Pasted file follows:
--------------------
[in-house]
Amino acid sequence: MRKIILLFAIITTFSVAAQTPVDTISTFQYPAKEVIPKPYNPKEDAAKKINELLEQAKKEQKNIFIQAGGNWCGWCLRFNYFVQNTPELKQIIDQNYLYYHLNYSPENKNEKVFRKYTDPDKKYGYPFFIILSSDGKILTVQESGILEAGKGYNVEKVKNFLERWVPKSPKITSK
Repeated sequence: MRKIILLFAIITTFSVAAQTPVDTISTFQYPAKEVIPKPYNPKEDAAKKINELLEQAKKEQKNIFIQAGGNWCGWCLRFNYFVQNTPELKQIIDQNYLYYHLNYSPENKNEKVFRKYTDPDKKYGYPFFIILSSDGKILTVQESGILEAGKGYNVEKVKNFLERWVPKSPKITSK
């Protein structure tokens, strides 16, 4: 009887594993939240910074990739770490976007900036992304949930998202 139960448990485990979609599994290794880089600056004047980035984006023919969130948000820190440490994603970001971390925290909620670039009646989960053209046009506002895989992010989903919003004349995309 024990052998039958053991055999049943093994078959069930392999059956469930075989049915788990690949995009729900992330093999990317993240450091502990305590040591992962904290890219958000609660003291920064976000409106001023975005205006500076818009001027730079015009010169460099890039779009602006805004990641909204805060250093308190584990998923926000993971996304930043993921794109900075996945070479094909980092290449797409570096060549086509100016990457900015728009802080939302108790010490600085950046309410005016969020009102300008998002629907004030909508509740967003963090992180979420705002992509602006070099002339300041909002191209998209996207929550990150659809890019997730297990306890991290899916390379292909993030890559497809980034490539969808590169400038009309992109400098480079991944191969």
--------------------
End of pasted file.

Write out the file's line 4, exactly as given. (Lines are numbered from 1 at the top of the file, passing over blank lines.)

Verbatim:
């Protein structure tokens, strides 16, 4: 009887594993939240910074990739770490976007900036992304949930998202 139960448990485990979609599994290794880089600056004047980035984006023919969130948000820190440490994603970001971390925290909620670039009646989960053209046009506002895989992010989903919003004349995309 024990052998039958053991055999049943093994078959069930392999059956469930075989049915788990690949995009729900992330093999990317993240450091502990305590040591992962904290890219958000609660003291920064976000409106001023975005205006500076818009001027730079015009010169460099890039779009602006805004990641909204805060250093308190584990998923926000993971996304930043993921794109900075996945070479094909980092290449797409570096060549086509100016990457900015728009802080939302108790010490600085950046309410005016969020009102300008998002629907004030909508509740967003963090992180979420705002992509602006070099002339300041909002191209998209996207929550990150659809890019997730297990306890991290899916390379292909993030890559497809980034490539969808590169400038009309992109400098480079991944191969």